(This article first appeared in the March 2016 edition of ‘Birdwatching’ magazine)
Regular readers will know how genuine my affection is for undisciplined dog walkers. They will also know how I believe that our over-romanticised idea of the countryside coupled with the idea that nature should be tamed, is leading to habitat loss and eviction of wildlife.
Capability Brown looked at the farm fields and forest of aristocratic estates and, in the words of the film industry ‘re-imagined’ them. Not content with nature or agricultural patterns he, and subsequently, we, wanted an idealised picaresque landscape. Like an artist ignoring a tree if it spoils their composition, Mr Brown removed anything that interfered with his idea of how nature should be, and added in anything that nature had forgotten. And so, dear readers, the concept of the ‘park’ was born.
It was not, of course, meant for the hoi polloi. The highborn and high-handed demolished villages, turfed tilth toilers from their tenant farms and ripped up trees in the wrong place to add them in the ‘right’ place. Dry valleys were dammed and streams re-routed for their own viewing pleasure and to show off to other highborn environmental hooligans! This was good news for roe deer, game birds and fountain makers. It was not so good for nature. Unfortunately, we have retained this ideal ever since.
Upper middle-class Victorian ladies sublimated their passions by creating more ‘natural’ borders and turned the cottage garden from a veg patch to a profusion of delightful colours made possible by introducing plants from around the world. Colour caught on and the Himalayas were plundered for Rhododendrons, which now form vast wildlife-free swathes across Albion’s hillsides.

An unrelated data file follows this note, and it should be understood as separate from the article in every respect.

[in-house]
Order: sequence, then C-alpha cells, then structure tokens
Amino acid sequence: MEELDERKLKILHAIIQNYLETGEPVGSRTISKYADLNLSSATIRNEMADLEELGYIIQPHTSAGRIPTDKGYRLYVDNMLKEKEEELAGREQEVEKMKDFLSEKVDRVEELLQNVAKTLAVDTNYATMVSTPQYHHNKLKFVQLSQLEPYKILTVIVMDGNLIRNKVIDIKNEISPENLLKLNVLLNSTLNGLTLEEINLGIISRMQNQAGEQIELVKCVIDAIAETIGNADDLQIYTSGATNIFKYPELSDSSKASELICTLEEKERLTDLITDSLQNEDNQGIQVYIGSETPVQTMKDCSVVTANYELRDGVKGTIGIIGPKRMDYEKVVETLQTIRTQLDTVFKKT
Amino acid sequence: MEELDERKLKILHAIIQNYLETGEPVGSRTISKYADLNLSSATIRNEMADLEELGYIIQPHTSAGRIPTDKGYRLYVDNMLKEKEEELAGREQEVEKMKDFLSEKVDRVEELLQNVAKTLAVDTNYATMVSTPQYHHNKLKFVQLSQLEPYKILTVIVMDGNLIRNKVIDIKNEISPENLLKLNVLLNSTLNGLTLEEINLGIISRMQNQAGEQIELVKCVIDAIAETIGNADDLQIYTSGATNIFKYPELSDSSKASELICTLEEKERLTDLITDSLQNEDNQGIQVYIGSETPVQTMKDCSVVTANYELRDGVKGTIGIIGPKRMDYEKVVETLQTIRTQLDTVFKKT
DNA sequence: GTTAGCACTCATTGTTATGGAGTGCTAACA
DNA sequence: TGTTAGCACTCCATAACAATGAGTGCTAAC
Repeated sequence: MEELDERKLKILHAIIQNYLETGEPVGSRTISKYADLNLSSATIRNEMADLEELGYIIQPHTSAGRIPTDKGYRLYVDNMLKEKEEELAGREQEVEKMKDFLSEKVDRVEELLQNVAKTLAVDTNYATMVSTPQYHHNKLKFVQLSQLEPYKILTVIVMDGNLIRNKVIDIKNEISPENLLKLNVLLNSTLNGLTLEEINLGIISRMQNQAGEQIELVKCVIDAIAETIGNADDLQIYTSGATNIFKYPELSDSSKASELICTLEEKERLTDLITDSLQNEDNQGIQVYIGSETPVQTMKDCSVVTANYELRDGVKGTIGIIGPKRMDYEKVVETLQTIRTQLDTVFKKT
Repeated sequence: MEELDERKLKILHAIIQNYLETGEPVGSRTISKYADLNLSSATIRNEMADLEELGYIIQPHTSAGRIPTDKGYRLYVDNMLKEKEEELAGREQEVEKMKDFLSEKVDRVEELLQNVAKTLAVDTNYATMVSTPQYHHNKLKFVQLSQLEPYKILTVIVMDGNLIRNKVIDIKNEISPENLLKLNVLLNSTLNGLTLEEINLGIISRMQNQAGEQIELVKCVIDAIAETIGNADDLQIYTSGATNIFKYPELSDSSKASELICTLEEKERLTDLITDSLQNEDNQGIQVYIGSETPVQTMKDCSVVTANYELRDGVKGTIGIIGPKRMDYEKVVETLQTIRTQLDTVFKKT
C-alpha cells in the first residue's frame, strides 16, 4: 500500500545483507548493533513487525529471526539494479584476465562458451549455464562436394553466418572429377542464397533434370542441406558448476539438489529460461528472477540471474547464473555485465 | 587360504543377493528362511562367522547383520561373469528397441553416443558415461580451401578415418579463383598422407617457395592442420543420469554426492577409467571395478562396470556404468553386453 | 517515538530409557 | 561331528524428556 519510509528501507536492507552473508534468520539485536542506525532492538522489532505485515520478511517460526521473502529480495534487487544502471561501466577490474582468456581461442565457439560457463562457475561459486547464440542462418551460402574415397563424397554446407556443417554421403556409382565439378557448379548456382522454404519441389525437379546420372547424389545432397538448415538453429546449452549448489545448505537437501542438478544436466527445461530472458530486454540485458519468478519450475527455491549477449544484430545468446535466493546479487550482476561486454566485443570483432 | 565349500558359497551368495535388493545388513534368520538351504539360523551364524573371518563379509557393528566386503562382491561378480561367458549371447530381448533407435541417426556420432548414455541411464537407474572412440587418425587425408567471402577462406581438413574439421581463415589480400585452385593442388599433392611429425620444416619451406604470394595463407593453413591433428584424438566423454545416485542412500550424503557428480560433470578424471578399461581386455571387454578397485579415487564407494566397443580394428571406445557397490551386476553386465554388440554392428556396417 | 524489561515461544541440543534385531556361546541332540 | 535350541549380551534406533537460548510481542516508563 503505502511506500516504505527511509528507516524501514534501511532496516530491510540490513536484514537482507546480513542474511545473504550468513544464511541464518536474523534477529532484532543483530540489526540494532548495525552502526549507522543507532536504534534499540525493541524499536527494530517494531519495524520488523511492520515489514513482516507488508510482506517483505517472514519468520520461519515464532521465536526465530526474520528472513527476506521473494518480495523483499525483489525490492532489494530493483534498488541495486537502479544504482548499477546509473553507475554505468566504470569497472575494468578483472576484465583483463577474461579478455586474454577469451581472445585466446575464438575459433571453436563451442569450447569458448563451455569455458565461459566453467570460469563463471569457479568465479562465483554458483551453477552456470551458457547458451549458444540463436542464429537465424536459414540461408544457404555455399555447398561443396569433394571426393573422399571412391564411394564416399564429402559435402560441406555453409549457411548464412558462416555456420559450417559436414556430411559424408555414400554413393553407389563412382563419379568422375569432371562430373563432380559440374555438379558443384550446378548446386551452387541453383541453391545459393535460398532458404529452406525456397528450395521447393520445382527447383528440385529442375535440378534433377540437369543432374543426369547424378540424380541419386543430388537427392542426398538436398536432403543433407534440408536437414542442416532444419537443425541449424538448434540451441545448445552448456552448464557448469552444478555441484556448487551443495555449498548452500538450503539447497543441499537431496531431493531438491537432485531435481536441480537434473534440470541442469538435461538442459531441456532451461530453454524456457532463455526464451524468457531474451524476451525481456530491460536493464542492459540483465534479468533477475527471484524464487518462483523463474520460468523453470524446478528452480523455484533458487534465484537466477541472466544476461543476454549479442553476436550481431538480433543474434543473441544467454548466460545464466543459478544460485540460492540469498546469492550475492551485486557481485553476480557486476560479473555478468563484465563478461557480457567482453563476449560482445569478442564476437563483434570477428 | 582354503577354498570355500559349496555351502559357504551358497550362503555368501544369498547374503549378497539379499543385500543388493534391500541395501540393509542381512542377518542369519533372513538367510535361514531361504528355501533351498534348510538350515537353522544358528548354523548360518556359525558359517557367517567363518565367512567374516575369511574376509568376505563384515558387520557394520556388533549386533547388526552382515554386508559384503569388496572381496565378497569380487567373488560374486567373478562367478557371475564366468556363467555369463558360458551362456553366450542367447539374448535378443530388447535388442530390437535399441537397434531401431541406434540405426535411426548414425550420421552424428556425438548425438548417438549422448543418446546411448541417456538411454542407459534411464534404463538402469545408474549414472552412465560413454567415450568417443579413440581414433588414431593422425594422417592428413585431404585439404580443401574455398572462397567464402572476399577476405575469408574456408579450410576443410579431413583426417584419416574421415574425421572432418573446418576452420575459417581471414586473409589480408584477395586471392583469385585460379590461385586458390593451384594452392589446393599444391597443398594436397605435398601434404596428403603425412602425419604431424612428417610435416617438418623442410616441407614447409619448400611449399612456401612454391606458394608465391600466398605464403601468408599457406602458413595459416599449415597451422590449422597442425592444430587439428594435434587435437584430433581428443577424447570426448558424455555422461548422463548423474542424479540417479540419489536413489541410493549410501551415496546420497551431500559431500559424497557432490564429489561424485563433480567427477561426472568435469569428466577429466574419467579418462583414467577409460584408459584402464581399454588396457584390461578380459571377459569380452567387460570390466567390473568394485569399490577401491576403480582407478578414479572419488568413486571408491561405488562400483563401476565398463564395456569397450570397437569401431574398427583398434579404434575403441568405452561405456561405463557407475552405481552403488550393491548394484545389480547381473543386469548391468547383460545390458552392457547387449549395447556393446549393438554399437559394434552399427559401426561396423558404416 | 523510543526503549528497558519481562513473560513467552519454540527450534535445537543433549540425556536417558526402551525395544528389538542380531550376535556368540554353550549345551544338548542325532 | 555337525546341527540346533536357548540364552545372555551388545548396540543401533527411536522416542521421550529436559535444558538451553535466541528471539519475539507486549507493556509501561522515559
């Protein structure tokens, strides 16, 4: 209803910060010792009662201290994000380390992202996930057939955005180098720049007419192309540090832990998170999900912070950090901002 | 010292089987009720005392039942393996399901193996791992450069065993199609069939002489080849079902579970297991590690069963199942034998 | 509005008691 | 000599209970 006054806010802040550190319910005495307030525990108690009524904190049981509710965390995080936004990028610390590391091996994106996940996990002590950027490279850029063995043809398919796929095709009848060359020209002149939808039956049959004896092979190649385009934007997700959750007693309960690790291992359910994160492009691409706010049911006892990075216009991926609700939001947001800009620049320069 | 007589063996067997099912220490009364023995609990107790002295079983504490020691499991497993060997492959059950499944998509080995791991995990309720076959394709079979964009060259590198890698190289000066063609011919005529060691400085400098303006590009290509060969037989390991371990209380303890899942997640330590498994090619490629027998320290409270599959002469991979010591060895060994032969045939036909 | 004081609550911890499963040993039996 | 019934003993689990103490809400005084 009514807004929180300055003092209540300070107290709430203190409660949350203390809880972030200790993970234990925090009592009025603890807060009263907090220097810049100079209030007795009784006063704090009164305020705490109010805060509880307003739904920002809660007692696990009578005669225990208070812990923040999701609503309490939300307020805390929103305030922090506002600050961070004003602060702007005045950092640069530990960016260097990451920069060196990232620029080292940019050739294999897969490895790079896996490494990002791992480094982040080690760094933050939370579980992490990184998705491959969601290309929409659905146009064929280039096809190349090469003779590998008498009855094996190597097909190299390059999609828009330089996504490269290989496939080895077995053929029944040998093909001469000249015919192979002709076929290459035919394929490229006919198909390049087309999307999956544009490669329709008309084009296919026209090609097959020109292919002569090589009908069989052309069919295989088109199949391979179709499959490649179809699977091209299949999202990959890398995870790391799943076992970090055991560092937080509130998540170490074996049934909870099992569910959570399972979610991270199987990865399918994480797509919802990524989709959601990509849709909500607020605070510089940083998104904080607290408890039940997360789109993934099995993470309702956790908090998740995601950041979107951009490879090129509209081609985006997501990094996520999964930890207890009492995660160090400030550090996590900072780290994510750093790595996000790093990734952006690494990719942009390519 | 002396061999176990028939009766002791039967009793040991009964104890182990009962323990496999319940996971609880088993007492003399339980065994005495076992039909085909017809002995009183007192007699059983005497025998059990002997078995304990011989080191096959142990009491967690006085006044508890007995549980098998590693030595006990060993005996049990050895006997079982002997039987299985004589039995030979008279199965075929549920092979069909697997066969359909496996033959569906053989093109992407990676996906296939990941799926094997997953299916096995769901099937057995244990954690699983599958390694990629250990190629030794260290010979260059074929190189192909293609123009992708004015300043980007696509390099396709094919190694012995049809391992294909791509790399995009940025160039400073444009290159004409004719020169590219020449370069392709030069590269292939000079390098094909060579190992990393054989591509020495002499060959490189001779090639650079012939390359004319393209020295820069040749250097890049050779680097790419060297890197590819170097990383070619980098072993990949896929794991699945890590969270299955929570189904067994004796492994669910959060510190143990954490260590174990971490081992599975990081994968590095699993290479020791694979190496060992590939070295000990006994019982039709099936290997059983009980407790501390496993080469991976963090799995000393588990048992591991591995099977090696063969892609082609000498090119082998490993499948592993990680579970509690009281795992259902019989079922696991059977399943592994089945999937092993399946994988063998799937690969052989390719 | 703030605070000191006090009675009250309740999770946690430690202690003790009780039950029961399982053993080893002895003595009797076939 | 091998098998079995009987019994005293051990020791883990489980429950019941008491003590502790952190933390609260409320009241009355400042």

When the stench of horse manure and inadequate sewers offended the noses of the city dwelling nouveau riche, green ‘lungs’ were created. Those who need not toil could promenade these city ‘parks’ knowing that hemlines need not be raised to avoid the ordure, nor their peace shattered by working men and women. For their viewing pleasure flowerbeds were created with planting in neat rows and shade afforded by exotic foliage.
If you’ve not nodded off you may be wondering where all this is going… well, its going down the high road to my local park. When I moved here the park was a well-known Autumn hotspot for firecrests and yellow-browed warblers, Pallas’s warblers and even collared flycatchers. For three year’s running I found firecrests in the same bush on the same day of the year! Being one of the few areas of trees and shrubs on an almost island it was a natural migrant magnet. An almost hidden garden was surrounded be a fence covered in ivy. The playing fields were surrounded by shrubby borders and copses of trees, through which winter flocks fiddled in the foliage with maybe an overwintering chiffchaff and a blackcap or two.
A fenced and wardened ‘safe’ garden had been created so that kids could enjoy the fresh air without constant parental oversight. While I, and other town bound nature appreciators could see redstarts and flycatchers on their way to Africa or redwings and fieldfares avoiding the frigid north. Admittedly, every now and again a person walking by holding their dog’s lead would interrupt our tranquil birding.
But then Capability Brown’s descendants decided that the hidden garden should be viewable from a path that no one uses and the ivy was stripped from its perimeter. Offended by cow parsley and elderberries, ground ivy and dogwood every nook and cranny was cleared of ground cover. NOTHING is now allowed to live under the trees except clipped grass. So, now the off-lead dogs can run through every sheltered corner, and the passing motorists have unobstructed views of stark trunks and bare fences.
Thanks Mr Park-keeper for tidying up the rampant ‘weeds’ and unnecessary under-storey so favoured by skulking warblers and for raking up all that leaf litter that the winter thrushes loved to scratch through!
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